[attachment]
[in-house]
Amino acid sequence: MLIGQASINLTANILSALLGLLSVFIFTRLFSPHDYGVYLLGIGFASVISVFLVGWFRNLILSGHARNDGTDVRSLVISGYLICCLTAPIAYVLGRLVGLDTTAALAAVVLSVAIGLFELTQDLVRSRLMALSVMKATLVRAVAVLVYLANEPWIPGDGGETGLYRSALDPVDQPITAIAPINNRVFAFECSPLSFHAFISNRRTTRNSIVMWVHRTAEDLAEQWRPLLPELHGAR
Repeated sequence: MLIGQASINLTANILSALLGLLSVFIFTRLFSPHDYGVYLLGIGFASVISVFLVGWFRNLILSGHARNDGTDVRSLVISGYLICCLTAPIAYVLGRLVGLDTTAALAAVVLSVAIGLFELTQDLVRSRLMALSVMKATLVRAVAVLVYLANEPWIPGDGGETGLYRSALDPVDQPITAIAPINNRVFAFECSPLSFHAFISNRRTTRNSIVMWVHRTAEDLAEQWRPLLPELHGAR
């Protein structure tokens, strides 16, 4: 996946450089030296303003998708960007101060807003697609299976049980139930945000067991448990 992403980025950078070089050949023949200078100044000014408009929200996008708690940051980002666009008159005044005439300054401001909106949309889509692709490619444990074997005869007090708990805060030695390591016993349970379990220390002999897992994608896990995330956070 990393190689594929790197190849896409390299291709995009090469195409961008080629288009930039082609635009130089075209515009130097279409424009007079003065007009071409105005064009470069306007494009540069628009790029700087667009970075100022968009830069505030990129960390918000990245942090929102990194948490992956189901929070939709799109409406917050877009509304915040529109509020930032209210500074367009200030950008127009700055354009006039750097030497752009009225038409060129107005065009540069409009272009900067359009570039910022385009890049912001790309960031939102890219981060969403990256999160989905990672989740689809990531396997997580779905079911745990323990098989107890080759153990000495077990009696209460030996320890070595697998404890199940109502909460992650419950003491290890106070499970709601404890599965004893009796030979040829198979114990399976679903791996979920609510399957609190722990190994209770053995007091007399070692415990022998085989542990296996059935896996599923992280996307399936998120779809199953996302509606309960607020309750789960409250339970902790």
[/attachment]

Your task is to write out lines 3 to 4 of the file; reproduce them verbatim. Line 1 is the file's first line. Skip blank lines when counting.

Repeated sequence: MLIGQASINLTANILSALLGLLSVFIFTRLFSPHDYGVYLLGIGFASVISVFLVGWFRNLILSGHARNDGTDVRSLVISGYLICCLTAPIAYVLGRLVGLDTTAALAAVVLSVAIGLFELTQDLVRSRLMALSVMKATLVRAVAVLVYLANEPWIPGDGGETGLYRSALDPVDQPITAIAPINNRVFAFECSPLSFHAFISNRRTTRNSIVMWVHRTAEDLAEQWRPLLPELHGAR
């Protein structure tokens, strides 16, 4: 996946450089030296303003998708960007101060807003697609299976049980139930945000067991448990 992403980025950078070089050949023949200078100044000014408009929200996008708690940051980002666009008159005044005439300054401001909106949309889509692709490619444990074997005869007090708990805060030695390591016993349970379990220390002999897992994608896990995330956070 990393190689594929790197190849896409390299291709995009090469195409961008080629288009930039082609635009130089075209515009130097279409424009007079003065007009071409105005064009470069306007494009540069628009790029700087667009970075100022968009830069505030990129960390918000990245942090929102990194948490992956189901929070939709799109409406917050877009509304915040529109509020930032209210500074367009200030950008127009700055354009006039750097030497752009009225038409060129107005065009540069409009272009900067359009570039910022385009890049912001790309960031939102890219981060969403990256999160989905990672989740689809990531396997997580779905079911745990323990098989107890080759153990000495077990009696209460030996320890070595697998404890199940109502909460992650419950003491290890106070499970709601404890599965004893009796030979040829198979114990399976679903791996979920609510399957609190722990190994209770053995007091007399070692415990022998085989542990296996059935896996599923992280996307399936998120779809199953996302509606309960607020309750789960409250339970902790």